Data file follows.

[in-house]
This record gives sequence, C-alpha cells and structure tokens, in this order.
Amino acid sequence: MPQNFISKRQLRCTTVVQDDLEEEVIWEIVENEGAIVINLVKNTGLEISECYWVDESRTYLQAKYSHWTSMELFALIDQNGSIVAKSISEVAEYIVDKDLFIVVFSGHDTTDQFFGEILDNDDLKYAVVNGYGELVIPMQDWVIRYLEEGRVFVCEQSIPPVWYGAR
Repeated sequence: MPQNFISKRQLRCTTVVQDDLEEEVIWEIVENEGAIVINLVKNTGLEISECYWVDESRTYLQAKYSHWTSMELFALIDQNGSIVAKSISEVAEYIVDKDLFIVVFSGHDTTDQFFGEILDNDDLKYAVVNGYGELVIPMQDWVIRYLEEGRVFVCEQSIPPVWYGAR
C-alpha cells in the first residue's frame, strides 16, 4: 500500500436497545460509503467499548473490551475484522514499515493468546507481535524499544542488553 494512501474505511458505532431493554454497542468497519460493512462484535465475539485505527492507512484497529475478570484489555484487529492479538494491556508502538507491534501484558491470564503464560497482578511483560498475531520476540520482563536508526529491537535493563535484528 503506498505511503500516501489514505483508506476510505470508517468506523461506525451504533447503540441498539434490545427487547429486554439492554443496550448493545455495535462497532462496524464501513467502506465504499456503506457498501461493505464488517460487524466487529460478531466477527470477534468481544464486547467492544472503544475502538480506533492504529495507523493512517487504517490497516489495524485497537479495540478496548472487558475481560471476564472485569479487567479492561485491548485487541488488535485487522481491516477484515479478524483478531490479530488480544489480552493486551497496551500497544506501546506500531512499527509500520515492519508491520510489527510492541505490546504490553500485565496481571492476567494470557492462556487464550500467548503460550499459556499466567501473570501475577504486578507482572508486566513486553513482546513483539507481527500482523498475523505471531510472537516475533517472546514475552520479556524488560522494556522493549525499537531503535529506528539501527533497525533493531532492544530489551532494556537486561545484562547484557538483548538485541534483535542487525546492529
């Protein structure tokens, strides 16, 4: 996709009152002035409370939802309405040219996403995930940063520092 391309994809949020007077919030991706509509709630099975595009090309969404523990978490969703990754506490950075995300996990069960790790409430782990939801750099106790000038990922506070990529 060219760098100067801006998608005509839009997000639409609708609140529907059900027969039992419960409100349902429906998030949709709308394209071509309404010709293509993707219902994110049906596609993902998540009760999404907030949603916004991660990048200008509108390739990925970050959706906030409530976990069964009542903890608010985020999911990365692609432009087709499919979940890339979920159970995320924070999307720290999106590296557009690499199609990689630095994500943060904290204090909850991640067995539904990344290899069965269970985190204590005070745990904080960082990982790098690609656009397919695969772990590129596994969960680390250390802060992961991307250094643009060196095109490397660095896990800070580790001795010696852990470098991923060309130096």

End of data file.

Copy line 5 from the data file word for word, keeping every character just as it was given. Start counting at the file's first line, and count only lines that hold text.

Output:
C-alpha cells in the first residue's frame, strides 16, 4: 500500500436497545460509503467499548473490551475484522514499515493468546507481535524499544542488553 494512501474505511458505532431493554454497542468497519460493512462484535465475539485505527492507512484497529475478570484489555484487529492479538494491556508502538507491534501484558491470564503464560497482578511483560498475531520476540520482563536508526529491537535493563535484528 503506498505511503500516501489514505483508506476510505470508517468506523461506525451504533447503540441498539434490545427487547429486554439492554443496550448493545455495535462497532462496524464501513467502506465504499456503506457498501461493505464488517460487524466487529460478531466477527470477534468481544464486547467492544472503544475502538480506533492504529495507523493512517487504517490497516489495524485497537479495540478496548472487558475481560471476564472485569479487567479492561485491548485487541488488535485487522481491516477484515479478524483478531490479530488480544489480552493486551497496551500497544506501546506500531512499527509500520515492519508491520510489527510492541505490546504490553500485565496481571492476567494470557492462556487464550500467548503460550499459556499466567501473570501475577504486578507482572508486566513486553513482546513483539507481527500482523498475523505471531510472537516475533517472546514475552520479556524488560522494556522493549525499537531503535529506528539501527533497525533493531532492544530489551532494556537486561545484562547484557538483548538485541534483535542487525546492529